A directive banning traditional lead tackle and ammunition on public lands was passed before President Barack Obama left office.
Outgoing U.S. Fish & Wildlife Service director Daniel M. Ashe issued a Director’s Order – Order 219 – on January 19th. It immediately went into effect. What does this Order entail? The purpose is stated below:
The purpose of this Order is to establish procedures and a timeline for expanding the use of nontoxic ammunition and fishing tackle on Service lands, waters, and facilities and for certain types of hunting and fishing regulated by the Service outside of Service lands, waters, and facilities.
This will apply to all hunting and fishing activities on public lands, to be implemented by January 2022 if the Order isn’t challenged. This could present serious implications to both industries if not undone. The U.S. Fish and Wildlife Service is under the purview of the Department of Interior, which will be headed up by Montana congressman and outdoorsman Ryan Zinke (if and when confirmed).
No fishing or hunting group was consulted on the matter.
Scott Guides, vice president of Government Affairs at the American Sportfishing Association issued the following statement in response to the Order:
“The sportfishing industry views this unilateral policy to ban lead fishing tackle, which was developed without any input from the industry, other angling organizations and state fish and wildlife agencies, as a complete disregard for the economic and social impact it will have on anglers and the recreational fishing industry,” said Gudes.
Gudes further said, “In the limited instances where lead fishing tackle is demonstrated to harm local wildlife populations, the sportfishing industry supports actions to minimize or eliminate these impacts. However, unnecessary and sweeping bans such as this Director’s Order will do nothing to benefit wildlife populations and instead will penalize the nation’s 46 million anglers and hurt recreational fishing-dependent jobs.”
Gudes concluded, “A sound, science-driven and durable policy could’ve been crafted with input from industry and the broader recreational fishing community. We are hopeful that new leadership at the U.S. Fish and Wildlife Service will repeal this Director’s Order and develop public policy in a way that is open, inclusive and based on science.”
The Association of Fish and Wildlife Agencies similarly responded to Order 219:
“It does a disservice to hunters and anglers, the firearms and angling industries, and the many professionals on staff with the USFWS who desire a trusting and transparent relationship with their state partners.” This is unacceptable federal overreach into the states’ authority to regulate the methods of take for sport fish as well as complete disregard for the states’ concurrent jurisdiction with the Service for the management of migratory birds. Further, the economic impacts of this action, which likely will be felt most by rural Americans, is likely to be hundreds of millions of dollars.” The Association looks forward to working with a new Administration in the redress of this poorly timed and executed decision.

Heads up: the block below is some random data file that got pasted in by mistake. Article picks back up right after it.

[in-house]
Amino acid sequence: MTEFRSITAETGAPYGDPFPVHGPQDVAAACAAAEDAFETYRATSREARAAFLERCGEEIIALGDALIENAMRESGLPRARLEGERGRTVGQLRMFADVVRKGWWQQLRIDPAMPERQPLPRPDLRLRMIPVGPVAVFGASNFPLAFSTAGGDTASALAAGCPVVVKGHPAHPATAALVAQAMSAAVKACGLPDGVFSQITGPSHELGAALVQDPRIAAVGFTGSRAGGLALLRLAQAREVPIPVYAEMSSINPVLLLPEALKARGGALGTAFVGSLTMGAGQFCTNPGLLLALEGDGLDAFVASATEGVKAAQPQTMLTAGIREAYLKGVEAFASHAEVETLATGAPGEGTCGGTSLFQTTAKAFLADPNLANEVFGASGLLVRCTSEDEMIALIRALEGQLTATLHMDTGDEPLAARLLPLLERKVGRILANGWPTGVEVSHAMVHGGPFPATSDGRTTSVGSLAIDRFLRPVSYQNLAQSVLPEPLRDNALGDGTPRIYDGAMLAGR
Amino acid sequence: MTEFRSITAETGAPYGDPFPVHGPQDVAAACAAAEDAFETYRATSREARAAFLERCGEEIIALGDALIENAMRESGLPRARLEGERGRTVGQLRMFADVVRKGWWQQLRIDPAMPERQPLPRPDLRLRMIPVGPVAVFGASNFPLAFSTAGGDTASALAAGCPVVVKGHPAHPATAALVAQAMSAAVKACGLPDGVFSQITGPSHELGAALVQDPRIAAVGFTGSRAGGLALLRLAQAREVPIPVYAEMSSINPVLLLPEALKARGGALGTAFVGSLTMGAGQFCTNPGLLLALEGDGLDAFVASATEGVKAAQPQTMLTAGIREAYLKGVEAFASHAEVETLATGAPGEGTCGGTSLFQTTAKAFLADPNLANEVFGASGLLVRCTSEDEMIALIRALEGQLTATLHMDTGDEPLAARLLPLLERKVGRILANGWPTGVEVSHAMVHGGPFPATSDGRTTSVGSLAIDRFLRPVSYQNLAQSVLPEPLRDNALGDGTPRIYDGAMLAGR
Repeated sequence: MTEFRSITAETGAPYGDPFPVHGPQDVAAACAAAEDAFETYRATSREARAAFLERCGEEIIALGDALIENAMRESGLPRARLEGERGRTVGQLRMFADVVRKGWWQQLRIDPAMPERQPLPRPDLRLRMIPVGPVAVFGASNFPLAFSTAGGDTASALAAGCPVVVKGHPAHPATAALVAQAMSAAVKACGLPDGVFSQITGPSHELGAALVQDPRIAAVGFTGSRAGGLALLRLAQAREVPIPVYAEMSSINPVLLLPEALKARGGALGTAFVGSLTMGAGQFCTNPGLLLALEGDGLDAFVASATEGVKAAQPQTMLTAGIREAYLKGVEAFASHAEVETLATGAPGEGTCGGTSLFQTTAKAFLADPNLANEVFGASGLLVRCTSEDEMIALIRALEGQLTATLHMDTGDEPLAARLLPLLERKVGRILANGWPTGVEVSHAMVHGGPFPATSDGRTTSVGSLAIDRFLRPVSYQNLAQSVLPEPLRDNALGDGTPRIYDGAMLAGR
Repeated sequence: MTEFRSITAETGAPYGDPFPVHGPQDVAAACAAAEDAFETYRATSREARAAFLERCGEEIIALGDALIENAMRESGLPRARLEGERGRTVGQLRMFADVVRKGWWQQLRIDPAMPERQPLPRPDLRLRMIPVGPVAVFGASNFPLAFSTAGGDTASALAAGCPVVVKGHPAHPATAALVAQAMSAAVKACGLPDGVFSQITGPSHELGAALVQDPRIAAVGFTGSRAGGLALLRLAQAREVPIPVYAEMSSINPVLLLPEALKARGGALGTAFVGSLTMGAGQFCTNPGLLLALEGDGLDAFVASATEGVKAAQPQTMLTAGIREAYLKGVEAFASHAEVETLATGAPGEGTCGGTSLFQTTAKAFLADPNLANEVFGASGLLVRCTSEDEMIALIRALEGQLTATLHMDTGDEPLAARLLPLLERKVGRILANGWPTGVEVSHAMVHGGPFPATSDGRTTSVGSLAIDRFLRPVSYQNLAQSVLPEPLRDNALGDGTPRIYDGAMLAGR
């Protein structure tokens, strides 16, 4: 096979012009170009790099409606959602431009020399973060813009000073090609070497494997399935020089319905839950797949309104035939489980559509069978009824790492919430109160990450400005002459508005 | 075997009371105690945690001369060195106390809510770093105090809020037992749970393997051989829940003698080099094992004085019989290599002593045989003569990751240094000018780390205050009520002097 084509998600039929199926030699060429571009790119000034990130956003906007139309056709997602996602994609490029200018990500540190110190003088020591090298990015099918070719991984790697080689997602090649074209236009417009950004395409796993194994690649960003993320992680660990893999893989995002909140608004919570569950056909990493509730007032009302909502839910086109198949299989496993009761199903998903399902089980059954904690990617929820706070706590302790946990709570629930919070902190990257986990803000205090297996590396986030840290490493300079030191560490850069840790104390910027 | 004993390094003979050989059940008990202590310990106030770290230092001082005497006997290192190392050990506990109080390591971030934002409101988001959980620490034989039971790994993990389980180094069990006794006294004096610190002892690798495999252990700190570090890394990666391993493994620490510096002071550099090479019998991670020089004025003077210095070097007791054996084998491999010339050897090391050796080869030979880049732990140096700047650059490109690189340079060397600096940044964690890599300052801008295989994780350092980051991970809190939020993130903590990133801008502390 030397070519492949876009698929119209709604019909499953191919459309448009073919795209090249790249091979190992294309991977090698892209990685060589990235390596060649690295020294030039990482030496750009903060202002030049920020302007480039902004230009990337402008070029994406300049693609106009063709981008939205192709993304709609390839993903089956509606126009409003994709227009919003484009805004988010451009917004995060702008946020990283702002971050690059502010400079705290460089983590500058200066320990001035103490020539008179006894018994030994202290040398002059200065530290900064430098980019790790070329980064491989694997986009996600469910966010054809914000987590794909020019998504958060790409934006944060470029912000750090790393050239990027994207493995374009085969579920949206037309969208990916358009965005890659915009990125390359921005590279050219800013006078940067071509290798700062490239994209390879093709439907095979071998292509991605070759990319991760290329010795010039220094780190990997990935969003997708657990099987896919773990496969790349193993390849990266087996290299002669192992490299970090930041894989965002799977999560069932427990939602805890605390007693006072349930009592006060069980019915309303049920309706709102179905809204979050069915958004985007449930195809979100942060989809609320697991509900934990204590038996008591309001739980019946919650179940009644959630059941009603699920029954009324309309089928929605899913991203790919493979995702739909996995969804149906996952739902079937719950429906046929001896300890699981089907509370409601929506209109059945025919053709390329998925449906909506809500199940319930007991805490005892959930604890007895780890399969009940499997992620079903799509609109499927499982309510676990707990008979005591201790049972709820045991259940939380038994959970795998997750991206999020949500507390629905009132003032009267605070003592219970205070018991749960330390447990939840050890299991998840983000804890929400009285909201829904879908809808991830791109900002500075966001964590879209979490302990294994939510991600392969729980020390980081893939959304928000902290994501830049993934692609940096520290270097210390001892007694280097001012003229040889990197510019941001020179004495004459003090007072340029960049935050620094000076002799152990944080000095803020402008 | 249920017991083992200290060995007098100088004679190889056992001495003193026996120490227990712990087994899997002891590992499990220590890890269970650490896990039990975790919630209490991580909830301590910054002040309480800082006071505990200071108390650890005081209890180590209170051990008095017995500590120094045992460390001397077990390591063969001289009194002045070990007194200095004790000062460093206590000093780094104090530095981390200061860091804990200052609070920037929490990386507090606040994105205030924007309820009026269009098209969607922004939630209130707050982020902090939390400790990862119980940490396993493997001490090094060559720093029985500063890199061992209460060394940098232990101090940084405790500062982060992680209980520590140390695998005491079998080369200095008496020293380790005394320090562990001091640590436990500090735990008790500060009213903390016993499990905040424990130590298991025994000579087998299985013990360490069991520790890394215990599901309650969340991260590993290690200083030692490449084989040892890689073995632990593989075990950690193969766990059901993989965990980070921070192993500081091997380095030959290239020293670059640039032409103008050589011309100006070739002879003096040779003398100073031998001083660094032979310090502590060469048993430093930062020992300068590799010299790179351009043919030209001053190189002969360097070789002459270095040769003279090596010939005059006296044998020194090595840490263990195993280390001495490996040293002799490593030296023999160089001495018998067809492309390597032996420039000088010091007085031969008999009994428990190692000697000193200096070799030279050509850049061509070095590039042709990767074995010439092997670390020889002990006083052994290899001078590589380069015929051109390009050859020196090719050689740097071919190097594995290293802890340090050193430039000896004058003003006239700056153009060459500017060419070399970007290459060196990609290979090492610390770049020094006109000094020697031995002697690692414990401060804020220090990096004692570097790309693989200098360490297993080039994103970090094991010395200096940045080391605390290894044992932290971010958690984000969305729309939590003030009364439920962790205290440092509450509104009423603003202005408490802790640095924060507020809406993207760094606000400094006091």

Under Obama’s tenure as president, his Environment Protection Agency (EPA) attempted to ban lead tackle and ammunition on numerous occasions through the Toxic Substances Control Act. It tried to ban lead bullets but failed. It attempted to ban lead fishing gear but failed. The list goes on and on.
Seizing upon his final days in office, Obama thought it would be cute to slip this directive under our noses. This is unacceptable and must be undone. As an angler and future hunter, I-like millions of others-want to legally access public lands without fear or retribution of using lead tackle or ammunition. I’m optimistic incoming Department of Interior head Ryan Zinke will oversee the undoing of this awful Order.
Per Order 219, it will remind in effect until it is incorporated into the “Fish and Wildlife Service Manual, or until we amend, supersede, or revoke it, whichever comes first.” If this order isn’t amended, superseded, or revoked, the Order will be phased out by July 31, 2018.
Unconstitutional anti-conservation actions like banning lead tackle and ammunition cannot stand in this new administration. Let’s hope the a competent, conservation-minded director is appointed to head up the U.S. Fish and Wildlife Service.
On top of being a contributer to Bullets First, Gabriella is a media stategist and consultant. You can read more of her thoughts that expand far beyond the 2nd Amendment and hunting at her home site gabriellahoffman.com
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